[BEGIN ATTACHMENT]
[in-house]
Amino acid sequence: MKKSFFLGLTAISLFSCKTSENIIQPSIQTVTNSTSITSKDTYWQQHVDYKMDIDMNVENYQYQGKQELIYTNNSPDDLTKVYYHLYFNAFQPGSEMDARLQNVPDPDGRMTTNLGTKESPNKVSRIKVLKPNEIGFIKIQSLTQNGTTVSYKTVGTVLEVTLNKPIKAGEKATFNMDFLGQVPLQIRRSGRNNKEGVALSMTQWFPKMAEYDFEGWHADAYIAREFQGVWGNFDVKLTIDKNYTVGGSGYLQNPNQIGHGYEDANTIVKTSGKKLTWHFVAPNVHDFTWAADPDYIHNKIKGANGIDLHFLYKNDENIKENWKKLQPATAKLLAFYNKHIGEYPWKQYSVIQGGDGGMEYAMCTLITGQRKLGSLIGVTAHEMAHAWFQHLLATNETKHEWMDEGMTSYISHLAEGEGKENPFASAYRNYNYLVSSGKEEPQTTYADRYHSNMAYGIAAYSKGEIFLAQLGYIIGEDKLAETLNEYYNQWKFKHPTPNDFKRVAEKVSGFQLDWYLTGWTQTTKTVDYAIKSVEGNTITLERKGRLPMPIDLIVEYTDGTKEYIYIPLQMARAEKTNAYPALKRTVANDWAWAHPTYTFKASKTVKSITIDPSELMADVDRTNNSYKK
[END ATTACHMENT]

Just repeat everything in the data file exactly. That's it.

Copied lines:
[in-house]
Amino acid sequence: MKKSFFLGLTAISLFSCKTSENIIQPSIQTVTNSTSITSKDTYWQQHVDYKMDIDMNVENYQYQGKQELIYTNNSPDDLTKVYYHLYFNAFQPGSEMDARLQNVPDPDGRMTTNLGTKESPNKVSRIKVLKPNEIGFIKIQSLTQNGTTVSYKTVGTVLEVTLNKPIKAGEKATFNMDFLGQVPLQIRRSGRNNKEGVALSMTQWFPKMAEYDFEGWHADAYIAREFQGVWGNFDVKLTIDKNYTVGGSGYLQNPNQIGHGYEDANTIVKTSGKKLTWHFVAPNVHDFTWAADPDYIHNKIKGANGIDLHFLYKNDENIKENWKKLQPATAKLLAFYNKHIGEYPWKQYSVIQGGDGGMEYAMCTLITGQRKLGSLIGVTAHEMAHAWFQHLLATNETKHEWMDEGMTSYISHLAEGEGKENPFASAYRNYNYLVSSGKEEPQTTYADRYHSNMAYGIAAYSKGEIFLAQLGYIIGEDKLAETLNEYYNQWKFKHPTPNDFKRVAEKVSGFQLDWYLTGWTQTTKTVDYAIKSVEGNTITLERKGRLPMPIDLIVEYTDGTKEYIYIPLQMARAEKTNAYPALKRTVANDWAWAHPTYTFKASKTVKSITIDPSELMADVDRTNNSYKK